Charles (Fortunato) and Thomas (Gaetano, Donato or "Joe") LoMonte were horse-feed sellers and lieutenants in the East Harlem gang of Giosue Gallucci beginning around 1909.
Through their close association with Gallucci and their relationship to the Terranova-Morello mob, the LoMontes managed to secure a lucrative monopoly for their feed business at 2103 First Avenue near East 108th Street in Harlem.
When Giuseppe Morello and Ignazio Lupo were sent off to prison in 1910, the LoMontes looked to be the most important chiefs of the East Harlem Sicilian underworld. They rivaled Brooklyn boss of bosses Salvatore D'Aquila in power.
The attractiveness of the downtown rackets drew the attention of a number of Italian Harlem racketeers. It seems the LoMontes were among those who moved to establish a leadership presence on the Lower East Side and among those who paid for ambition with their lives.
Charles was gunned down in a daylight attack, on the morning of Saturday, May 23, 1914, at the corner of East 108th Street and Second Avenue. He was shot three times in the back as he left his business office. He lingered for a while at Harlem Hospital but refused to provide any information to police.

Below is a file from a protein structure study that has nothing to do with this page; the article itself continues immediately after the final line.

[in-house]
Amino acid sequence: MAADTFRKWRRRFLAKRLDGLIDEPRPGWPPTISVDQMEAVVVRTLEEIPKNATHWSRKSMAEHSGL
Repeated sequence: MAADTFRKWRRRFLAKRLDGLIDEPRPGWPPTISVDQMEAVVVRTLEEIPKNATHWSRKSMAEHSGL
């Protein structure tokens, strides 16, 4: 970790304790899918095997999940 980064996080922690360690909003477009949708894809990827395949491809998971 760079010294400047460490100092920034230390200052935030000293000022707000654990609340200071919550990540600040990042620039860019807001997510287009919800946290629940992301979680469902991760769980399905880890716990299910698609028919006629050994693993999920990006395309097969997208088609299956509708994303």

Assassins struck again on Oct. 13, 1915. Thomas, 29, had been visiting his cousin Rose at 312 East 116th Street. He and his cousin stepped out of her building in the evening. They were followed for a short distance before they were both shot from behind at East 116th Street and First Avenue. Thomas died quickly. Rose was alive when she reached Harlem Hospital but later succumbed. A man named Antonio Impoluzzo was arrested for the double-murder. He was found in bed in a nearby house, with his clothes on and hiding a pistol.
The press of the time identified the LoMontes as "cousins" of Ciro Terranova.
Charles and Thomas LoMonte might have been dispatched as part of the Mafia-Camorra wars of the period. They might also have been murdered by nervous and greedy Brooklyn-based boss of bosses Salvatore D'Aquila. Mafioso Nick Gentile pointed a finger at D'Aquila in his autobiography, indicating that D'Aquila ordered Umberto Valente to carry out the LoMonte killings.
Author David Chandler offered another view, writing that Charles LoMonte was a loyal soldier in a Morello-Terranova outfit who was gunned down by rebellious forces under Giuseppe Masseria. Frankly, there is little evidence for any Masseria rebellion (Masseria looks to have been the champion of the pro-Morello and anti-D'Aquila faction), and Chandler himself seems to have a hard time reconciling his argument with known facts and later occurrences.
Another explanation could be a falling out between the LoMontes and Gallucci. Gallucci's odd - for the time - combination of Sicilian and Neapolitan gangsters eventually fell apart. Gallucci lost his life around the same time as the LoMonte brothers.
© 2007 T.Hunt
The American "Mafia"